Briggs Selling All Its Lawn and Garden Interests. Should I Still Buy a Simplicity? - Snowblower Forum : Snow Blower Forums
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post #1 of 38 Unread 03-07-2020, 05:30 PM Thread Starter
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Arrow Briggs Selling All Its Lawn and Garden Interests. Should I Still Buy a Simplicity?

Wondering if its more risky now that Briggs will be selling them off with their other major outdoor erquip interests?

Assuming someone will pick Simplicity up and keep them afloat but possibility they will just die on the vine

They are selling Ferris, Billy Goat, Simplicity, Snapper and Snapper Pro brands. Simplicity might be the hardest to unload.

Last edited by Jenny; 03-07-2020 at 05:33 PM.
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post #2 of 38 Unread 03-07-2020, 05:34 PM
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it's either sell them off or go bankrupt , briggs has had money problems for a while since after they took on the brands that owed them big numbers.
i would wait till the smoke clears .
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post #3 of 38 Unread 03-08-2020, 12:30 AM
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Briggs hurt themselves when they moved all of their engine production to China a couple of years ago and had lots of problems with them that cost them a lot of money. They are in the process of bringing the production back to the USA now, they have some back but not all yet.
They were doing well with Simplicity, but they made a mistake with Snapper and a bunch of the other really "Cheap" brands they took over and lost money on them because of quality problems that cost them lots of money on warranty, recalls, and buy backs.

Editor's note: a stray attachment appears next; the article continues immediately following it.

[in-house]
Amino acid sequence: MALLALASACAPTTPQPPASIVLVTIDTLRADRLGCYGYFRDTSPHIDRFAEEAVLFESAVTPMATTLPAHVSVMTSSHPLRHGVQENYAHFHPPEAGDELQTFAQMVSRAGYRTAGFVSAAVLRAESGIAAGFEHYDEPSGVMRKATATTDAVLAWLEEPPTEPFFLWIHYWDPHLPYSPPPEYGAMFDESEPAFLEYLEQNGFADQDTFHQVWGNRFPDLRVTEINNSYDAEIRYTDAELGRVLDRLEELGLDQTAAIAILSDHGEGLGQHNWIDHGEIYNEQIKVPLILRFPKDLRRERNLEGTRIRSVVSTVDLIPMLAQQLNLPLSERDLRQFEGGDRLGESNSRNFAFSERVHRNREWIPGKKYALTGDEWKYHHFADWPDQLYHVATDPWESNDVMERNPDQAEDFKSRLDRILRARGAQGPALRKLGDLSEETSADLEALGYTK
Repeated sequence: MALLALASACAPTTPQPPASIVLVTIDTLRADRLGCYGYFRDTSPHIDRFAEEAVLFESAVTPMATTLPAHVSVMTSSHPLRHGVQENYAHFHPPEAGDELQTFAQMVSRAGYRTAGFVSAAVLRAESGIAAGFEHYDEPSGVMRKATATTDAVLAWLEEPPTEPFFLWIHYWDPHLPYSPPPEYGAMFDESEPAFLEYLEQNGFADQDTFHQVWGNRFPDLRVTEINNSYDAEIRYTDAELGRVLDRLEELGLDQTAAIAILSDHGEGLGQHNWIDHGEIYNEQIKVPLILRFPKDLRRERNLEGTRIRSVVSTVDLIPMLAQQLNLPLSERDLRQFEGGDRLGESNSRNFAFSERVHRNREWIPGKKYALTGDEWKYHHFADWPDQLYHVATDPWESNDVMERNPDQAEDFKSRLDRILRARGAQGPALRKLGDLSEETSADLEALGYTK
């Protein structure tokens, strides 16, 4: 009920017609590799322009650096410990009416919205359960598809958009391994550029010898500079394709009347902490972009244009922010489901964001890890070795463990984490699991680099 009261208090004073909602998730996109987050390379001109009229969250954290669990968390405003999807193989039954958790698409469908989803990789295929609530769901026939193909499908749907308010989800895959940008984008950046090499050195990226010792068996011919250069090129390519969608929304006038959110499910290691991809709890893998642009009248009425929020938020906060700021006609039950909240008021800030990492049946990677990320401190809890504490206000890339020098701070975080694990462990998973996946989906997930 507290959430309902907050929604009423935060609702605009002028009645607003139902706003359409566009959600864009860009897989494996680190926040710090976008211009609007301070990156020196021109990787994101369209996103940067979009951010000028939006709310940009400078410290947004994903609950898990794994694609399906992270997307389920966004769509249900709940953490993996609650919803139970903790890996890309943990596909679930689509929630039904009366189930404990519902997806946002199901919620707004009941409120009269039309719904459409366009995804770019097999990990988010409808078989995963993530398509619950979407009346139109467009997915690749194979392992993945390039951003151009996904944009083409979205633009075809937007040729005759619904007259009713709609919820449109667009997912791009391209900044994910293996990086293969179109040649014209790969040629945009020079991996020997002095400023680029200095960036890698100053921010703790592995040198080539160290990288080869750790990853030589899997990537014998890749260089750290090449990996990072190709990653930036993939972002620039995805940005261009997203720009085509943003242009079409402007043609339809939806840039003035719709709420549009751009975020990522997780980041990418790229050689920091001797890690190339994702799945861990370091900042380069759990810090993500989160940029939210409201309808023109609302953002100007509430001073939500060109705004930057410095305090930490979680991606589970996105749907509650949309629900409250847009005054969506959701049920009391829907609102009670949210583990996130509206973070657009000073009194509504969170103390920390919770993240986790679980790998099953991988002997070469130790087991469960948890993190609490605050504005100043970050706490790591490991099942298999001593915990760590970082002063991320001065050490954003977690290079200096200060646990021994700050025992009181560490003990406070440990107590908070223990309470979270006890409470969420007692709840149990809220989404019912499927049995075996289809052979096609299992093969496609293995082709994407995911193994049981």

Years ago Simplicity was on their own, then in 1965 Allis Chalmers took them over to get involved in the homeowner lawn and garden market. Eventually Allis Chalmers sold them off because Allis is such a large company that was more interested in large products, they didn't to be involved with the homeowner market anymore and sold them off to Briggs.
Briggs and Stratton wants to concentrate more on their engines again than to be tied down with all the other companies and products.
I wouldn't worry too much about Simplicity, they have been around for a long time, but hopefully nothing will happen to them like Ariens did to Gravely when they took them over to put them out of business because of Gravely's excellent quality and Ariens didn't want the competition.

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post #4 of 38 Unread 03-08-2020, 12:45 AM
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post #5 of 38 Unread 03-08-2020, 01:55 AM
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Good articles 87.
They got banged with the import taxes on their engines that were made overseas the other year.
They tried to save money making them offshore for a while and had quality problems with some of them, then when Trump started enforcing the import tariffs on things, they decided to bring some production back because they were getting hammered both ends and started losing money.
They tried to get too big too fast with purchasing a lot of different OPE companies and that investment didn't pay off, a bunch of the different company's products had quality issues, that hurt them, and their own line of "Power Products" were not built very well, like their homeowner portable generators, water pumps and snowblowers.
Right now they have been investing in a lot of battery operated small equipment recently, and there is a lot of competition in that market right now, so we will have to see how that works out for them.
Ferris made the larger commercial zero turn mowers for Simplicity for a number of years, they were decent products and the homeowner Simplicity tractors were a good built machine, luckily they didn't go and take the "Big Box Store" route with them or they would have been history a while ago, that's probably why they were built better than the BBS equipment.
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post #6 of 38 Unread 03-08-2020, 04:52 AM